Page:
It’s a very humbling experience to hold a chondrite (aka a meteorite containing chondrules). Never mind that you are holding something from outer space. You are also holding one of the oldest objects in the solar system (~4.5 billion year old). And its study can unlock many mysteries into how our solar system formed.
Meteorites are rocks originating from space (e.g., an asteroid, the moon, etc.). Possibly less familiar is the chondrule. Chondrules are tiny, circular grains of minerals formed in the protosolar nebula (a molecular cloud swirling around our proto-sun) by the rapid melting of accreting dust. The chondrite is composed of inclusions (i.e. chondrules) embedded in matrix, a fine-grained mixture of minerals. In many cases, chondrules are surrounded by a “rim” of fine-grained material that resembles the matrix but has different textural and compositional properties.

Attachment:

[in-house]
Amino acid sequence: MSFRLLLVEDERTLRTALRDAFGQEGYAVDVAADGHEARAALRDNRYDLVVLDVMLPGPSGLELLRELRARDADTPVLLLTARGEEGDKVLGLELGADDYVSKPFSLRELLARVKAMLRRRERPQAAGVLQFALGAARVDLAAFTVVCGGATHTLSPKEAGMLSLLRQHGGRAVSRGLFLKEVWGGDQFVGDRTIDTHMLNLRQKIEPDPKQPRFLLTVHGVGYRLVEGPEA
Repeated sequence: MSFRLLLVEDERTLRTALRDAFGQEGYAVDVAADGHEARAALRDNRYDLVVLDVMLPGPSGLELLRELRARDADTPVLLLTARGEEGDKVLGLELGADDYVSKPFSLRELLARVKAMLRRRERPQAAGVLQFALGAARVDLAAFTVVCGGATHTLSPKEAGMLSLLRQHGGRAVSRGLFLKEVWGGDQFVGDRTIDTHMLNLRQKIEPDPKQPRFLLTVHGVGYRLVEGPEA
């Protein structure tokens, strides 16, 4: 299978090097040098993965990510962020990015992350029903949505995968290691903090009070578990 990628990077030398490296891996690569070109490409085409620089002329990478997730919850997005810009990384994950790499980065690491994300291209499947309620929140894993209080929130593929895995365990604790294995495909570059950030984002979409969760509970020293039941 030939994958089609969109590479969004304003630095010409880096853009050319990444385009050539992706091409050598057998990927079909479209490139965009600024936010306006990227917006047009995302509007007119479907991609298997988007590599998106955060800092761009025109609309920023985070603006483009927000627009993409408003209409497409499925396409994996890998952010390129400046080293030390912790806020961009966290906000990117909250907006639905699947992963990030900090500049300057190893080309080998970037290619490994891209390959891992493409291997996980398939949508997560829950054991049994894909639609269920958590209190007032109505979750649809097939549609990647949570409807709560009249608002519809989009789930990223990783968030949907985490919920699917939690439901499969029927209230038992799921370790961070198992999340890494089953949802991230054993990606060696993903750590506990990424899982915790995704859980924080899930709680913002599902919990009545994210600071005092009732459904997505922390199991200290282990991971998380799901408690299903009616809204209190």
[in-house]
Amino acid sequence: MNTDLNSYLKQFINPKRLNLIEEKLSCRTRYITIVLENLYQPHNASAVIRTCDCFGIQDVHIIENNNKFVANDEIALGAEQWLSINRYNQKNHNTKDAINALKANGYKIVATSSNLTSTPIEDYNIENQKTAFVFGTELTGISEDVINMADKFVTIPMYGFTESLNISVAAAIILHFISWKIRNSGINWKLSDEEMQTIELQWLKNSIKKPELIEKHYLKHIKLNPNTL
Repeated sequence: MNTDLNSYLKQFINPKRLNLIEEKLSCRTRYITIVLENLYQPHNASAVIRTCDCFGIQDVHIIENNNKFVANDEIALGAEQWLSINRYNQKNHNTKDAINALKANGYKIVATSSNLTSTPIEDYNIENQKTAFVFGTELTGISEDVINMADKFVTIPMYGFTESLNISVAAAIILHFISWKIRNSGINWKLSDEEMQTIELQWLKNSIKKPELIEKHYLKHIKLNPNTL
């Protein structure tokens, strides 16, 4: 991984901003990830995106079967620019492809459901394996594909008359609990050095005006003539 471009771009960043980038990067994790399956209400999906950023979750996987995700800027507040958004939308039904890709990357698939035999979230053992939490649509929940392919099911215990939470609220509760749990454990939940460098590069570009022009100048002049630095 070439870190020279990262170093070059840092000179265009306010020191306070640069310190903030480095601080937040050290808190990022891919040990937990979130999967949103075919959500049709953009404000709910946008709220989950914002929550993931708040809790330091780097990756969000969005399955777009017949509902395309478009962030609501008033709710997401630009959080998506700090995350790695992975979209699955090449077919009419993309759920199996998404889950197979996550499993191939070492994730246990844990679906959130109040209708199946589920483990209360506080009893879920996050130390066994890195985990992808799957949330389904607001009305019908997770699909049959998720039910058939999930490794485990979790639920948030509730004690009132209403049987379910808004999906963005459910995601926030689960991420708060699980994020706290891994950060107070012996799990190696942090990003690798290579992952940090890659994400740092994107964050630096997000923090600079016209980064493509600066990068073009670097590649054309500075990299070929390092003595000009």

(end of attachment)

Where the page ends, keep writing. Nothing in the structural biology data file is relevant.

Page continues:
The question is when and where did the rims form? In the solar nebula or later in our solar system’s history? The answer is important to understanding the origins of the earliest solids and how our solar system evolved. Kim Fendrich, along with Vivian, Nathanael and Annie used an electron microprobe to map the meteorite’s elemental composition and are using Adobe Illustrator to process these maps and characterize the various features within them.
Specifically, they will categorize the inclusions and quantify their abundance, measure the size and distribution of rims, and observe chemical relationships between the various components. They are doing so in search of meaningful correlations that may help clarify the accretionary processes that took place during the early stages of solar system formation.